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The development gap between rich and poor countries has many factors, and although the trading system is one of the largest influences, others can be more important in certain times and places. Trading has relatively few rules and regulations, which can be exploited and whether or not an LEDC is exploited depends upon the government of the LEDC and the company developing inside the LEDC. MNC’s in LEDC’s can help development and stimulation of the economy, or they can cause corruption and further poverty. Some countries which are still considered LEDC’s even though they are economically more powerful than many MEDC’s leading to the answer that the World Trade System cannot be the root cause of the widening development gap otherwise countries like China and India would not be emerging on the world stage.

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Page 1:

Title and Abstract

Page 2:

Contents page

Page 3:

Introduction

What is development, and how is it affected by the World Trade System?

The Development Gap

Page 4:

Definitions:

Multinational Corporations

Tariffs

World Trade Organisation

Economic Globalisation

Page 5-6:

Section 1: Fiat S.p.A’s development in Brazil

Page 7-8:

Section 2: India’s economic growth and expanding group of poor

Page 9-10:

Section 3: China’s resource race, focusing on Peru’s copper mountain

Page 11: Bibliography

To what extent is an unfair World Trading System the root cause of the widening development gap between very rich and very poor countries

Introduction:

The world trading system is the way in which countries buy and sell their resources to each other, however there is some question as to the fairness of rules and regulations and how they effect both LEDC’s and MEDC’s. The World Trade Agreement, which is updated at the World Trade Organisation Trade Round, is created to ensure that all countries have a say in trade regulations. The current round concerning factors important to all countries has been running for almost 7 years. One of the main problems experienced by world trade is that LEDC’s are developing, but not at a rate parallel to that of MEDC’s which leads to many questions at to whether there is exploitation of LEDC’s by MEDC’s. In this report I will examine case studies as to whether or not there is corruption and exploitation taking place in world trade and how much of a hold it has on the World Trading System.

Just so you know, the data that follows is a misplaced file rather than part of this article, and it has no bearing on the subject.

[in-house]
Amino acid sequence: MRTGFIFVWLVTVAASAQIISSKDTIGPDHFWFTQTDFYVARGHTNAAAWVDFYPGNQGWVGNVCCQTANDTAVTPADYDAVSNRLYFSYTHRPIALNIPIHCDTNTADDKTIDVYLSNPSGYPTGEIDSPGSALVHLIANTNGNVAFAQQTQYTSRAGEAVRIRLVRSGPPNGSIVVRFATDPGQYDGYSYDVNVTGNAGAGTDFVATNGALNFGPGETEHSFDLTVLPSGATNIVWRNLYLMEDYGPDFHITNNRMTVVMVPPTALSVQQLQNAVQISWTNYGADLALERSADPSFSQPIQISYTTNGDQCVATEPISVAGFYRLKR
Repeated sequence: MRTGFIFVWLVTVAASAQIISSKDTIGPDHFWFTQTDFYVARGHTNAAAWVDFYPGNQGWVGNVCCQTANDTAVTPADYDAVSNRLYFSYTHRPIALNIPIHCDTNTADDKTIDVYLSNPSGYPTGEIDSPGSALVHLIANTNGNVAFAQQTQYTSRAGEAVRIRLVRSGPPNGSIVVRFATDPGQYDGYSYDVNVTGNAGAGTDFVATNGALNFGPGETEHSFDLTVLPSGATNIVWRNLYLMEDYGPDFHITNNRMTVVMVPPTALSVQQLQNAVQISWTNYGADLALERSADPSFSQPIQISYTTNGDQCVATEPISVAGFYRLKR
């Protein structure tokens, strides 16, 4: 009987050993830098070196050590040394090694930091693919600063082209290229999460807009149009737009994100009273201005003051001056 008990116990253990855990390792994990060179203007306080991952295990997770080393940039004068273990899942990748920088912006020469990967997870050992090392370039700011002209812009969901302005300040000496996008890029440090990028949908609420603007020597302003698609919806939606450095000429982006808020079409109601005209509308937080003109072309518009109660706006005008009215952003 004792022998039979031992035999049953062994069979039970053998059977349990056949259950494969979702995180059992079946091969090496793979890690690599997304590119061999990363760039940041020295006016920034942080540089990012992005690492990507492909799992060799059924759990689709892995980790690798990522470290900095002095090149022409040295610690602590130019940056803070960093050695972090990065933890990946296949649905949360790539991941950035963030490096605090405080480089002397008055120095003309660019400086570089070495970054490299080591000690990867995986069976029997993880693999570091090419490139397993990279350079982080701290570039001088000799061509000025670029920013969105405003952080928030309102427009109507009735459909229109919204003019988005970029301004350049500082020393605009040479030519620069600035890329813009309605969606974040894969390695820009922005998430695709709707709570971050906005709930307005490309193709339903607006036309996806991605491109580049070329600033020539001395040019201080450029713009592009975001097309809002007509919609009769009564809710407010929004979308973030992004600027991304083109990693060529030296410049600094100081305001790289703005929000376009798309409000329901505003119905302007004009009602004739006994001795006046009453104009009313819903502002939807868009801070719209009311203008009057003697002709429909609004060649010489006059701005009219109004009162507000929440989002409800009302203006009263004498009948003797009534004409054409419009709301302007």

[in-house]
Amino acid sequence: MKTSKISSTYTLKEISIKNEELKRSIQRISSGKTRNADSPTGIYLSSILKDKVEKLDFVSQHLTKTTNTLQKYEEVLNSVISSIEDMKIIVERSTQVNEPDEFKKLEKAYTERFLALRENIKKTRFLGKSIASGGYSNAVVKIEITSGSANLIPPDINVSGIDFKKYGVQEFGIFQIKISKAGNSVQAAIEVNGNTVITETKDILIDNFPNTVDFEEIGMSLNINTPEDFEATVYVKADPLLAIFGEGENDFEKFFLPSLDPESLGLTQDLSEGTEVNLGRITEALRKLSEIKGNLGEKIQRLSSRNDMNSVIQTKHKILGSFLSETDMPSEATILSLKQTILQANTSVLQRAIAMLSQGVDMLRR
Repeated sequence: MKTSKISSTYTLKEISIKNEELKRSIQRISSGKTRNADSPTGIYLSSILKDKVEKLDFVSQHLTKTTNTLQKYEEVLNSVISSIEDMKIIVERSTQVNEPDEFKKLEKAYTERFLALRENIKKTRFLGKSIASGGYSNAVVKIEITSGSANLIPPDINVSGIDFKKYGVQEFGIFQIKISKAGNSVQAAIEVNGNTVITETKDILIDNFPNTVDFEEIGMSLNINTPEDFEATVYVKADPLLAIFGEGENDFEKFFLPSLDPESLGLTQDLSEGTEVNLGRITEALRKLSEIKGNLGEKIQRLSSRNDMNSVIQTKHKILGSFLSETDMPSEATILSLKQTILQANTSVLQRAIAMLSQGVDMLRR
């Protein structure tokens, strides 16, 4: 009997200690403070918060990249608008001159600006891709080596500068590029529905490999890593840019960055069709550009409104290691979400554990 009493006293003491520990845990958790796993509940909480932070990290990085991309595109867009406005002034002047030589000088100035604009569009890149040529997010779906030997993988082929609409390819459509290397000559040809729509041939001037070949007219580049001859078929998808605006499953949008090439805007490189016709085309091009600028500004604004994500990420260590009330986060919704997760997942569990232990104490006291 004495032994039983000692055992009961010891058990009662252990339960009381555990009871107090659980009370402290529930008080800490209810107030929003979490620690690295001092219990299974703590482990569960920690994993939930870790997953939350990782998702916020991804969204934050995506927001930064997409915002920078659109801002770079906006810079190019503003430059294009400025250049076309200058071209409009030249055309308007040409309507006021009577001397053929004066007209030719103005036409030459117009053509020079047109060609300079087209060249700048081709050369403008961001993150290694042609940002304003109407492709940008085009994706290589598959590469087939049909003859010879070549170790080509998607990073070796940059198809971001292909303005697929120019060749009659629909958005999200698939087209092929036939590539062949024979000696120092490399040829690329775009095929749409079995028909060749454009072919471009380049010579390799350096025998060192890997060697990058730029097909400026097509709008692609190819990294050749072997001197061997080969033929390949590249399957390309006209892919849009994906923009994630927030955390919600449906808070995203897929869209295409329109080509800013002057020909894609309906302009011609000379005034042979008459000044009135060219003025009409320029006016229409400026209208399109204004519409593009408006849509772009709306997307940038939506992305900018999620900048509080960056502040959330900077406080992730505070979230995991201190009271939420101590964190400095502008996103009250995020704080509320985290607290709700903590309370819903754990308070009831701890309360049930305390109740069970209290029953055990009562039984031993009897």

Section 1:

This development can come at a price however, socially, economically and environmentally. Environmentally, resources of a country can be abused, including the amenities such as water and air pollution, and the environmental impacts to the LEDC are often unconsidered by the MNC’s. The social impacts of the development can be seen as both positive and negative; with the improvements of transport links and the increase of skilled workers, or the fact that many local cultures are westernised and the labour is brought at extremely low rates, and benefits are rarely given. Economically, the country can go one of two ways. The MNC could be paying higher wages, and the development to the countries markets can encourage industry with the investment of foreign currency comes into the LEDC. There is also the other way, where wages could be ridiculously low, and money exported out of the country to the MNC’s. The highest paid positions are rarely taken by locals, and all decisions are usually made by people who’ve never even been to the country. The introduction of a MNC to a LEDC can be either a boosting start to the development of its economy, or can be the beginning of a dependent relationship where all the power is held by the MNC.

The fact of the matter is that depending on the MNC, development can differ. At the moment a MNC is only restricted by the rules the LEDC places upon it, and these restrictions can be very light considering that some MNC’s have more economic and political power than small LEDC’s. In certain cases a LEDC could welcome a MNC with the wish of helping develop the country and allowing its residents a chance of work and money. If a MNC does move into a LEDC, and the country is exploited by the MNC then the reason for this is the lack of rules and regulations concerning MNC movements and dealings. Essentially this is a flaw with them world trade system, as many MNC’s have the power and resources to control trade routes to force LEDC’s into opening their markets. The outcome that a MNC will help a countries economy and society is equally viable, as shown in the case study of Fiat in Brazil, and can be a decisive factor in the battle against poverty.